Facebook is getting orders from German authority to stop WhatsApp from collecting information from its users. WhatsApp, which was acquired by Facebook in 2014, has been sending notifications to 35 million Germans telling them to connect their account with Facebook.
As a response, Germany's commission on data protection has banned Facebook from further asking for user data. It further instructed Facebook to delete data that has been transferred from WhatsApp. Commissioner Johannes Caspar stressed that Facebook has to request permission in advance, which has not happened.
"This administrative order protects the data of about 35 million WhatsApp users in Germany. It has to be their decision, whether they want to connect their account with Facebook," Caspar said.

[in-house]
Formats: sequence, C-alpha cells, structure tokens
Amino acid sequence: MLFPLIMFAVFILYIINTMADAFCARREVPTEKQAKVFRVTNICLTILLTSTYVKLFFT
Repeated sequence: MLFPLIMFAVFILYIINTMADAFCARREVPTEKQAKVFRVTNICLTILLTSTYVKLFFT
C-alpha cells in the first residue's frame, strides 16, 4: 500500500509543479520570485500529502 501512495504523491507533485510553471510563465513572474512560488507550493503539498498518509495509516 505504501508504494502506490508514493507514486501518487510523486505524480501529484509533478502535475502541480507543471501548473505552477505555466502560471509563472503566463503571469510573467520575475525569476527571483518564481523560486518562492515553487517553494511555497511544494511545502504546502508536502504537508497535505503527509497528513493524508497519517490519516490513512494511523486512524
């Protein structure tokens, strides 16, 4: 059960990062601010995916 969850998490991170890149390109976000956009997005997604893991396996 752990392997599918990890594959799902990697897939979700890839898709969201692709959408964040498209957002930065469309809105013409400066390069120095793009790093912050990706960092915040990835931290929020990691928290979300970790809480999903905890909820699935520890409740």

This development comes just a month after WhatsApp announced that it will start sharing data with Facebook. This was a big shift from WhatsApp's earlier privacy stance, which stated that "respect for your privacy is coded into our DNA".
WhatsApp, which is a chat service that requires only your mobile phone number to sign up, gained popularity for its privacy and ad-free features. However, the privacy switch after the Facebook acquisition has drawn speculations that user data, including phone numbers, will be used without the user's permission or knowledge.
Facebook has recently responded with an email statement saying: ""Facebook complies with EU data protection law. We will appeal this order and we will work with the Hamburg DPA in an effort to address their questions and resolve any concerns."